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Scene of grenade attack in Nairobi/MIKE KARIUKI


Kenya police link grenade attack to Al Shabaab

NAIROBI, Kenya, Oct 24 – Police have now officially linked the grenade attack in downtown Nairobi to the Al Shabaab threats issued in the past week.

Nairobi Provincial Police chief Antony Kibuchi told Capital News that they have every reason to link the attack to the threats Al Shabaab insurgents have been issuing.

“There is every reason to believe they are responsible and yes we are linking this attack to the Al Shabaab threats,” Kibuchi said while urging city residents to be extra careful.

“I have repeatedly urged city residents to be extra careful and after this attack, I am again appealing to Kenyans to be extra vigilant and cooperate with security agencies,” he said after visiting victims of the Grenade attack at the Kenyatta National Hospital where they were admitted.

14 people were wounded when a grenade was hurled at Mwaura’s pub in a dingy lane off Mfangano Street at about 2am.

Police dismissed reports that two people had been killed as reported by some media houses.

“Fourteen people have been injured and taken to the Kenyatta National Hospital,” Kibuchi said.

Al Shabaab insurgents have lately warned of reprisal attacks in the capital Nairobi to protest a Kenyan military offensive targeting them in lawless Somalia.

“We were called immediately it happened. We have been able to assess the damage and everything points to a grenade attack,” Nairobi Provincial Police chief Antony Kibuchi said at the scene.

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The US embassy in Nairobi warned on Saturday of an “imminent threat” of attacks possibly targeting foreigners, one week after Kenyan forces crossed into Somalia to hunt down the Al Shabaab fighters.

The embassy cited “credible information of an imminent threat of terrorist attacks directed at prominent Kenyan facilities and areas where foreigners are known to congregate, such as malls and night clubs.”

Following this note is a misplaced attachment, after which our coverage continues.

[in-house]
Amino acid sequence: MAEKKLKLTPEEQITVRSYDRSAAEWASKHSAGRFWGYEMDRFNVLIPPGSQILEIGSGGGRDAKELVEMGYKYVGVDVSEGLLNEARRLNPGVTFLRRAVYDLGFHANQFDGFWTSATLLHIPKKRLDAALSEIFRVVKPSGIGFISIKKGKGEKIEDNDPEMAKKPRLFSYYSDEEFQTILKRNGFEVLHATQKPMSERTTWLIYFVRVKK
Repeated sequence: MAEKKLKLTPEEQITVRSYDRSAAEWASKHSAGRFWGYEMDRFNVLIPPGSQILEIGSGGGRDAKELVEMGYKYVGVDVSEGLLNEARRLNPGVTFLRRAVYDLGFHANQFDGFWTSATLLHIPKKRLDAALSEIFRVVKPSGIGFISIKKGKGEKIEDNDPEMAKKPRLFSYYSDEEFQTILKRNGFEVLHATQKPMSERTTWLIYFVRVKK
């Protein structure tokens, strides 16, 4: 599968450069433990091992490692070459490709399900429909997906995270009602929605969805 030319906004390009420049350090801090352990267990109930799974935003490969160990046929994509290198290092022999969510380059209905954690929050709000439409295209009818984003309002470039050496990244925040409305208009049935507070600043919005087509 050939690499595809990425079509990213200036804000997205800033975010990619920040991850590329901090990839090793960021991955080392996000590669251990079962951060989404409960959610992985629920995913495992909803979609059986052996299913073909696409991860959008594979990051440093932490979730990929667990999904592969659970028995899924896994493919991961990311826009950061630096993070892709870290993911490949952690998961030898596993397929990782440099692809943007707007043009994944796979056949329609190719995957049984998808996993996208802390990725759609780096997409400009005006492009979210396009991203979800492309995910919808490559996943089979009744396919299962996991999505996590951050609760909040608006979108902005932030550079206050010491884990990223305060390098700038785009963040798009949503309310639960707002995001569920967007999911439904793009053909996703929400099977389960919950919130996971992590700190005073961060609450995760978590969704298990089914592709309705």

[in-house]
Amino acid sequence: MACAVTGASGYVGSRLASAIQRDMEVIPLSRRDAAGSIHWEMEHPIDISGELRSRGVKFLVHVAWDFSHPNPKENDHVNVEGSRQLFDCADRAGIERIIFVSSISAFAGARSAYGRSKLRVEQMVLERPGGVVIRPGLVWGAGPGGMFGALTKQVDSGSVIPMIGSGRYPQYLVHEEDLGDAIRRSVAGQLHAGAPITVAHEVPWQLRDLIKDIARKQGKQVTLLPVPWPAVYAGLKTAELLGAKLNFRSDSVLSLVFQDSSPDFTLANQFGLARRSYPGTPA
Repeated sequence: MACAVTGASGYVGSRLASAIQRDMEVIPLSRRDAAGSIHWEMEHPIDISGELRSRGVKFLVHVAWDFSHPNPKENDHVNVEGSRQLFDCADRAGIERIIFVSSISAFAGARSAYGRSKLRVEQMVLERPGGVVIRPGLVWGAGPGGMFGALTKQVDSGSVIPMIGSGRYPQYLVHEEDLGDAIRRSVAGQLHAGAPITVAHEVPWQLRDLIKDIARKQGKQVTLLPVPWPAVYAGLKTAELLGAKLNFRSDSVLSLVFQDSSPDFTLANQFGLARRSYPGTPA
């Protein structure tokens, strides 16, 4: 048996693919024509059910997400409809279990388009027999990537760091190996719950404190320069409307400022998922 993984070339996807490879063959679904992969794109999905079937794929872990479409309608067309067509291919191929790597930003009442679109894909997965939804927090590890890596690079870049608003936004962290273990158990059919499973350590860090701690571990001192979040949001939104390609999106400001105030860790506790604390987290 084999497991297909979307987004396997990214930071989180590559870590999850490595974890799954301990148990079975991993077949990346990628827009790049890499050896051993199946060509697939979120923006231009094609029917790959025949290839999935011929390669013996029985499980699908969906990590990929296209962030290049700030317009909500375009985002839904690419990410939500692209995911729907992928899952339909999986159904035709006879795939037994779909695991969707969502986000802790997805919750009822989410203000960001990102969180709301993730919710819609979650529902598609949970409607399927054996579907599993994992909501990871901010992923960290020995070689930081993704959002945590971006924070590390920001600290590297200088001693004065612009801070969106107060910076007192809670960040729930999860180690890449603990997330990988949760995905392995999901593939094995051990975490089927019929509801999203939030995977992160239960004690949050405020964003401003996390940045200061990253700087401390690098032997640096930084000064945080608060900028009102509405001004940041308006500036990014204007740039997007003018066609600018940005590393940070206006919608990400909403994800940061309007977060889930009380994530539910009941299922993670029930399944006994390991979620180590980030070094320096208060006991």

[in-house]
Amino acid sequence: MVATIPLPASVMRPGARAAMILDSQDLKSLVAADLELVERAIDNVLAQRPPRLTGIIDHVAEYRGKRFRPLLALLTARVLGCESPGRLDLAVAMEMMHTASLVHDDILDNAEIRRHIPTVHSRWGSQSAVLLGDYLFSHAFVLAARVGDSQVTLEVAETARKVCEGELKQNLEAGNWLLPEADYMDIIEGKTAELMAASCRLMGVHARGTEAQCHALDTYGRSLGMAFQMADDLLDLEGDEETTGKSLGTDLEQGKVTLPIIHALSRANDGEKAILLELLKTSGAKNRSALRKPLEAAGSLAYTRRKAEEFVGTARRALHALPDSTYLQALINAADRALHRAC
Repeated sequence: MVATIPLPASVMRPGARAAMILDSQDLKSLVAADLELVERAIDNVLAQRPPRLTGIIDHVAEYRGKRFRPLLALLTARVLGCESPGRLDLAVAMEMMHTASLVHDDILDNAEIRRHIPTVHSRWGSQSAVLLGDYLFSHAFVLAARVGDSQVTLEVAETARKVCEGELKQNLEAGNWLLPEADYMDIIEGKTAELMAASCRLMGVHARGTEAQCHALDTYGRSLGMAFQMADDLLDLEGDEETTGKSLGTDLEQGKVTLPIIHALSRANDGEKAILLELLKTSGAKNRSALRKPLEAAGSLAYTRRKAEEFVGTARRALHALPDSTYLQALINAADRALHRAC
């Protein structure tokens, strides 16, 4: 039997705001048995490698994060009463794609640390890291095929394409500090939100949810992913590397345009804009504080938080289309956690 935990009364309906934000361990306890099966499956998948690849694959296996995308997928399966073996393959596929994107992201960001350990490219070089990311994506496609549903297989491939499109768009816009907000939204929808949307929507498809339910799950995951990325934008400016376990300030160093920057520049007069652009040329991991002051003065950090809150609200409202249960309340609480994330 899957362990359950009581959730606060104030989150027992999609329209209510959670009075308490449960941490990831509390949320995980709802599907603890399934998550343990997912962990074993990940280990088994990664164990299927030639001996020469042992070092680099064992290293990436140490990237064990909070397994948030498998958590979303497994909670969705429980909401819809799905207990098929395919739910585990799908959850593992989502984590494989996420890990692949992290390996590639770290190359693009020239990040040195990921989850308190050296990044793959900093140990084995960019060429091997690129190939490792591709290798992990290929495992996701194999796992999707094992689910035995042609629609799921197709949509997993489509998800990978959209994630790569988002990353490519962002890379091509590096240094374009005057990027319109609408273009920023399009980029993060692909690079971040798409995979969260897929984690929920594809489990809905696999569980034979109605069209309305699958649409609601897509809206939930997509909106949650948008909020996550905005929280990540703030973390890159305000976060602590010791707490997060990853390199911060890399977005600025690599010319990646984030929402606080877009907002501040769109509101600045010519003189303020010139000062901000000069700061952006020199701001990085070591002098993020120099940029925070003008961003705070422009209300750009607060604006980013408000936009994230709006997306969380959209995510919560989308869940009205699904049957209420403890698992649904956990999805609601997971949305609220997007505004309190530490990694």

Last week, Kenya sent troops across its border with Somalia to hunt Al Shabaab insurgents it blames for the abduction of a British tourist, a disabled Frenchwoman – who has since died in captivity – and two Spanish aid workers.

The radical Islamist Al Shabaab, who deny kidnapping the foreigners, have repeatedly warned of bloody retaliation.

Nairobi Central divisional police chief Eric Mugambi said: “It occurred when a man who posed as a patron knocked the door and when it was opened for him, he just hurled a grenade at the patrons inside and fled.”

“Investigations have been launched, there is little we can say at this point,” he added.

When Capital News arrived at the scene, police from the Anti-Terrorism Police unit backed by sniffer dogs were carrying investigations and restricted movement into the club from curious onlookers.

We witnessed broken glasses and chairs turned upside down, with blood splattered all over the floor in the pub.

“I was seated here… suddenly I heard a loud blast and everyone was trying to get to the entrance. I jumped and managed to get outside. I was not wounded because I was not seated near where the grenade landed,” Jeremiah Kiarie, a matatu tout said.

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At the Kenyatta National Hospital, the victims who had been rushed there were still receiving treatment at the emergency wing of the casualty department when we arrived there at about 3 am.

Most of them suffered injuries to the head, hands and legs. Six had heavily bandaged on their heads.

“I just walked in to have a drink before I went home because I was working overnight. That is when a loud explosion occurred,” Lawrence Kioko, a chef at a restaurant in the Karen suburb said.

“I have injuries on my legs and face,” he said, fresh blood still soaked on his shirt.

Another patron Emily Nyambura told Capital News that she escaped with minor injuries since she had just stood up to go to the restroom when the explosion occurred.

“I have never been in a situation like that. The confusion and the screaming was just terrible. I don’t know how I got here,” she said and added that she suffered injuries on the legs but was among patients likely to be discharged.

The hospital’s Chief Executive Officer Richard Leresian later told Capital News that 12 of the victims had been discharged but two were still receiving treatment.

“All the others victims have been discharged, we only have two remaining here,” Leresian told Capital News on telephone.

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